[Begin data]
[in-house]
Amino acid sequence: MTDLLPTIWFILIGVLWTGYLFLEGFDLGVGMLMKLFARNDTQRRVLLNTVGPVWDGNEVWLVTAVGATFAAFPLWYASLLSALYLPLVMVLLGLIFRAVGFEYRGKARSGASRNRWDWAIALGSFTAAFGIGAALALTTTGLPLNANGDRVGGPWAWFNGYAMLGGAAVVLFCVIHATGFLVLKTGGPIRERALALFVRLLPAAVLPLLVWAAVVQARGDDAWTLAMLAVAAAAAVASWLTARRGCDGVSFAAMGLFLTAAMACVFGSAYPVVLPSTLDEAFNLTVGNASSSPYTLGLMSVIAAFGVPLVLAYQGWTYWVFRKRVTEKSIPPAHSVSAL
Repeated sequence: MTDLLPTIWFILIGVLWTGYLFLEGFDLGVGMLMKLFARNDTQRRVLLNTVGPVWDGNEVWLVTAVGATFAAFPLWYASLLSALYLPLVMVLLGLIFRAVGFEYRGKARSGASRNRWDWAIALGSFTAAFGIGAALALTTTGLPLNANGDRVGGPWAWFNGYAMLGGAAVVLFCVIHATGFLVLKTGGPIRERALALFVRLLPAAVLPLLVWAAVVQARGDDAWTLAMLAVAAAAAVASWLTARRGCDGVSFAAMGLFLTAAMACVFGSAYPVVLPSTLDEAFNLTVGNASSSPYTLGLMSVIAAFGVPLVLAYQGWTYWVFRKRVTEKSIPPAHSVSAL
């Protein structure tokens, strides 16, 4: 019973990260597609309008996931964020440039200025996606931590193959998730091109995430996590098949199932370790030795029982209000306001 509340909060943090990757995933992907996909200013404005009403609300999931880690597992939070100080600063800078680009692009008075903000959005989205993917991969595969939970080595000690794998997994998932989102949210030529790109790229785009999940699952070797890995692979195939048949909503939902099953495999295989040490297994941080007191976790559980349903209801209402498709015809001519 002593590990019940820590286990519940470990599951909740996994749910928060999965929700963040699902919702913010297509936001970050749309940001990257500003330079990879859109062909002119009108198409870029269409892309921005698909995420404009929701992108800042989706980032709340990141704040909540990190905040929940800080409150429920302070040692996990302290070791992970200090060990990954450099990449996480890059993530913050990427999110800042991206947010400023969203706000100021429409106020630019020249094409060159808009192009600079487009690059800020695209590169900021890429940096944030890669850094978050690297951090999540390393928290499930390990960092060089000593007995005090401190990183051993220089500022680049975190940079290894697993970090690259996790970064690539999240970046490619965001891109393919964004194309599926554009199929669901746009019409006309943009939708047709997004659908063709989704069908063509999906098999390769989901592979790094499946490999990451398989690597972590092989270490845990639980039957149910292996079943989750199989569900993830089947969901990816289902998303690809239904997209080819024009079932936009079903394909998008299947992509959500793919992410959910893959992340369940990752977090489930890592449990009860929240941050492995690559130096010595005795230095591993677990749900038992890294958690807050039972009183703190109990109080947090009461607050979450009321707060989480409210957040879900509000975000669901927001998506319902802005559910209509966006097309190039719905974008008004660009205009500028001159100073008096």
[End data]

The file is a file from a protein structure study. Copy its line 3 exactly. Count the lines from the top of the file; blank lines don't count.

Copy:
Repeated sequence: MTDLLPTIWFILIGVLWTGYLFLEGFDLGVGMLMKLFARNDTQRRVLLNTVGPVWDGNEVWLVTAVGATFAAFPLWYASLLSALYLPLVMVLLGLIFRAVGFEYRGKARSGASRNRWDWAIALGSFTAAFGIGAALALTTTGLPLNANGDRVGGPWAWFNGYAMLGGAAVVLFCVIHATGFLVLKTGGPIRERALALFVRLLPAAVLPLLVWAAVVQARGDDAWTLAMLAVAAAAAVASWLTARRGCDGVSFAAMGLFLTAAMACVFGSAYPVVLPSTLDEAFNLTVGNASSSPYTLGLMSVIAAFGVPLVLAYQGWTYWVFRKRVTEKSIPPAHSVSAL